There’s no better cinematic praise than to be evocative of Béla Tarr’s tour de force Werckmeister Harmonies. And The Temptation of St. Tony is just that. Veiko Õunpuu has weaved an existential rumination on Eastern European temporality, where work is waiting and waiting is work, and a visually stunning critique of the exacerbation of difference that post-communist times have to offer. A nouveau riche class fascinated by its newly imported sense of sophistication and superiority is so in love with itself that getting a glimpse of the lower classes is as unbearable as staring at Medusa right in the eye.
The tale of a mid-level manager reassessing his reason for being, The Temptation of St. Tony takes turns wowing through its aesthetic (crisp black –and-white imagery that would be all the rage at its neo-bourgeoisie’s dinner parties), moody camerawork that takes its time, and fragmented dialogue (“I’ve wasted my best years on you”). This is the kind of film in which a stranger stops the main character in the street only to recite William Blake and light a cigarette. There are moments that belong in an Eric Rohmer and a Luis Buñuel dinner scene simultaneously, as when a conversation over wine about psychotherapy gives way to one about American swinging (not the dance, but the wife-swapping kind).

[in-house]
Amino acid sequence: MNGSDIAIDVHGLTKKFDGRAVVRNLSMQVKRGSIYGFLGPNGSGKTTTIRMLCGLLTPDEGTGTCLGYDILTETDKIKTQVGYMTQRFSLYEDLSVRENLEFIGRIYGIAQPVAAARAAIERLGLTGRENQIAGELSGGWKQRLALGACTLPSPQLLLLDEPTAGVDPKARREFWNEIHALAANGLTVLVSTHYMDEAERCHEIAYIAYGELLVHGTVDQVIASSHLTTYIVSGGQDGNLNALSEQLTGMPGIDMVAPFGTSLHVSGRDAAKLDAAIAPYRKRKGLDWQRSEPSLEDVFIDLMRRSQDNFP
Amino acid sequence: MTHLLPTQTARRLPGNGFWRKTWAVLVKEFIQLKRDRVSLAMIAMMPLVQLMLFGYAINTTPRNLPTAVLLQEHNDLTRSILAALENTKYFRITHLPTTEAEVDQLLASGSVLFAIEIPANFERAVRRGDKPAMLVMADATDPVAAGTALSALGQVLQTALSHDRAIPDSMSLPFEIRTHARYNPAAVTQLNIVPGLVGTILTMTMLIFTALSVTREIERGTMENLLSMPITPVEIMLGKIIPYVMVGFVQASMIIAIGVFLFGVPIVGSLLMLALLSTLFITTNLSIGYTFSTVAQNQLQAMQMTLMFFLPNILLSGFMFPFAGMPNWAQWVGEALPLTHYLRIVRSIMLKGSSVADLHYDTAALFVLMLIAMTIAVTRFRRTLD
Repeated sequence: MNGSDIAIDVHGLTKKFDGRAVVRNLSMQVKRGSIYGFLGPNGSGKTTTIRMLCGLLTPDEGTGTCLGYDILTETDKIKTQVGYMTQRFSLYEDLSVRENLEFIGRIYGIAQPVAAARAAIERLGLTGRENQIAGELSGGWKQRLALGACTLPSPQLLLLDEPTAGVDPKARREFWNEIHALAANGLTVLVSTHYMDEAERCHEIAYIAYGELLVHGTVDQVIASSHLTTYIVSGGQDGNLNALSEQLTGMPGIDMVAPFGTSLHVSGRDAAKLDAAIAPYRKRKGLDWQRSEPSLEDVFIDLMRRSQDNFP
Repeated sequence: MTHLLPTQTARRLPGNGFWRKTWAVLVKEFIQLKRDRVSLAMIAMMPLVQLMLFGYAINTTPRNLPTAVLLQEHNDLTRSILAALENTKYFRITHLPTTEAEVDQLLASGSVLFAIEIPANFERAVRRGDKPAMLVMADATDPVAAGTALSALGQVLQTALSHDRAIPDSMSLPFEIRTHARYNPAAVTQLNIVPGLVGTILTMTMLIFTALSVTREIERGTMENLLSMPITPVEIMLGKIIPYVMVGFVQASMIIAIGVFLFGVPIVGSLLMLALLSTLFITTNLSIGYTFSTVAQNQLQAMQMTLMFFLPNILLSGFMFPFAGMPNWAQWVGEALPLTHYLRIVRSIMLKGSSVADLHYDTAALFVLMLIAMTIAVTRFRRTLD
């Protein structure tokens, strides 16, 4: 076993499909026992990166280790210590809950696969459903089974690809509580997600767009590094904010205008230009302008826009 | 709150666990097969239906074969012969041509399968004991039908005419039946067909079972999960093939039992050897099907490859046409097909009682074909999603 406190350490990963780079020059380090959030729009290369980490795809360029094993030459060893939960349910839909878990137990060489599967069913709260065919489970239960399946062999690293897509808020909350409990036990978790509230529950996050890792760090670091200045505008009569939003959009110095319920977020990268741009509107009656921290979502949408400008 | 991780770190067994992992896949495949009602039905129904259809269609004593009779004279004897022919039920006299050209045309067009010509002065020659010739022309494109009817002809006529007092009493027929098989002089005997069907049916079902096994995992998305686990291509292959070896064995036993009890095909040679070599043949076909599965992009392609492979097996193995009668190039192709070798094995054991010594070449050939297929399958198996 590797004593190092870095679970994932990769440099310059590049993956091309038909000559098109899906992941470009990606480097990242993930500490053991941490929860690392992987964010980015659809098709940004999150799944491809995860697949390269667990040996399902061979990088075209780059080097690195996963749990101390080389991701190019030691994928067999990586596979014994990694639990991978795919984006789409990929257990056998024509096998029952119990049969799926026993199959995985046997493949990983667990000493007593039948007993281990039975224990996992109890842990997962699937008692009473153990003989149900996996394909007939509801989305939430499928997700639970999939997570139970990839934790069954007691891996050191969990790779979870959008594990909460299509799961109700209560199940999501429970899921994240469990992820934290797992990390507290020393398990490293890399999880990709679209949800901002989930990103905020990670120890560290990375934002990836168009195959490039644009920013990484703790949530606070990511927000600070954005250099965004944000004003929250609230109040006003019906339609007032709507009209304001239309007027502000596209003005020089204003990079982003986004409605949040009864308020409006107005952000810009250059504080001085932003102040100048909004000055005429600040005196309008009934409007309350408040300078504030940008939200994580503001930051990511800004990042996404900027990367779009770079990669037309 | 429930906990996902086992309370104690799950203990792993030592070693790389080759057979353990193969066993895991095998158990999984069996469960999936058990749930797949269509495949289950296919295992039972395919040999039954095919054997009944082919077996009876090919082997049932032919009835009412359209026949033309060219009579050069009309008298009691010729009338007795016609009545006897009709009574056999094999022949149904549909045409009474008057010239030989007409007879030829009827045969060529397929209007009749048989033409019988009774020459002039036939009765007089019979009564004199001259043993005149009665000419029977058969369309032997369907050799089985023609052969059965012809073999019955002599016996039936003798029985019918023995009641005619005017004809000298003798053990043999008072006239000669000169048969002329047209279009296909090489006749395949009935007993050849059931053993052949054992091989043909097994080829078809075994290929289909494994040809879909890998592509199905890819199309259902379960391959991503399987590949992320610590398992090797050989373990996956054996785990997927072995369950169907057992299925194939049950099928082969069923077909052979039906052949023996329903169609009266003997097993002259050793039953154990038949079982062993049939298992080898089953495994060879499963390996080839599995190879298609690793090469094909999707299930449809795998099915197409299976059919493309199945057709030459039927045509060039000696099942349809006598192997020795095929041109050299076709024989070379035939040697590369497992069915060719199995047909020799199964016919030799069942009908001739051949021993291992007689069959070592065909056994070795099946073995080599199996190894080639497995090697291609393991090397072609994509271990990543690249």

The narrative, set to an astounding soundtrack, is not always intelligible, but always beguiling. There is a trace of the same kind of desolation, a post-traumatic barrenness, that we see in Ulrich Seidl’s Import/Export, a film that starts with a motorcycle trying to take off but not quite making it. No one is going anywhere in The Temptation of St. Tony either. Unless it’s for never coming back.
But it is with echoes of Eyes Wide Shut that this surreal fable of excess and nothingness culminates. It is a scene set at a 1930s-style club for affluent hedonists—a palace in ruins where rich men are served by women wearing very little and an anachronistic female rocker sings on a stage that seems otherwise tailored for old, singing prostitutes who still got it. There is little to recognize or follow, except a foreboding sense of creepy surprise that looms off the frame somewhere—the kind of about-to-be-awakened (or materialized) perversity that a sole Mercedes Benz driving through detritus, literal and not, seems to herald.